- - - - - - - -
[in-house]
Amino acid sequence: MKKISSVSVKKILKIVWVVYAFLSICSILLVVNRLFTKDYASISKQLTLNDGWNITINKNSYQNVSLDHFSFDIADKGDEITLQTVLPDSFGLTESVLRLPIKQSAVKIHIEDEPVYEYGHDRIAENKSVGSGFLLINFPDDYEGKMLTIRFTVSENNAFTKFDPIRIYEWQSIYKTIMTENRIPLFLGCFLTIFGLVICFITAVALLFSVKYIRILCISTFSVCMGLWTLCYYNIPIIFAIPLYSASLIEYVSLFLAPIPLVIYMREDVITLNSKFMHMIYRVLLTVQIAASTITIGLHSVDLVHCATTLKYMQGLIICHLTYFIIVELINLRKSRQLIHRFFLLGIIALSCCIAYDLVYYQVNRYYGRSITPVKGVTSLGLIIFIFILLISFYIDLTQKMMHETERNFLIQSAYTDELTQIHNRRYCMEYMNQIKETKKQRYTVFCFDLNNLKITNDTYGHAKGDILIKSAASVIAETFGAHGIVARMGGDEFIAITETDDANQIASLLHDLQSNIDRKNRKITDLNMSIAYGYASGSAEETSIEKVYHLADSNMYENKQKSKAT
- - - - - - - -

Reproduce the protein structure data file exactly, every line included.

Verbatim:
[in-house]
Amino acid sequence: MKKISSVSVKKILKIVWVVYAFLSICSILLVVNRLFTKDYASISKQLTLNDGWNITINKNSYQNVSLDHFSFDIADKGDEITLQTVLPDSFGLTESVLRLPIKQSAVKIHIEDEPVYEYGHDRIAENKSVGSGFLLINFPDDYEGKMLTIRFTVSENNAFTKFDPIRIYEWQSIYKTIMTENRIPLFLGCFLTIFGLVICFITAVALLFSVKYIRILCISTFSVCMGLWTLCYYNIPIIFAIPLYSASLIEYVSLFLAPIPLVIYMREDVITLNSKFMHMIYRVLLTVQIAASTITIGLHSVDLVHCATTLKYMQGLIICHLTYFIIVELINLRKSRQLIHRFFLLGIIALSCCIAYDLVYYQVNRYYGRSITPVKGVTSLGLIIFIFILLISFYIDLTQKMMHETERNFLIQSAYTDELTQIHNRRYCMEYMNQIKETKKQRYTVFCFDLNNLKITNDTYGHAKGDILIKSAASVIAETFGAHGIVARMGGDEFIAITETDDANQIASLLHDLQSNIDRKNRKITDLNMSIAYGYASGSAEETSIEKVYHLADSNMYENKQKSKAT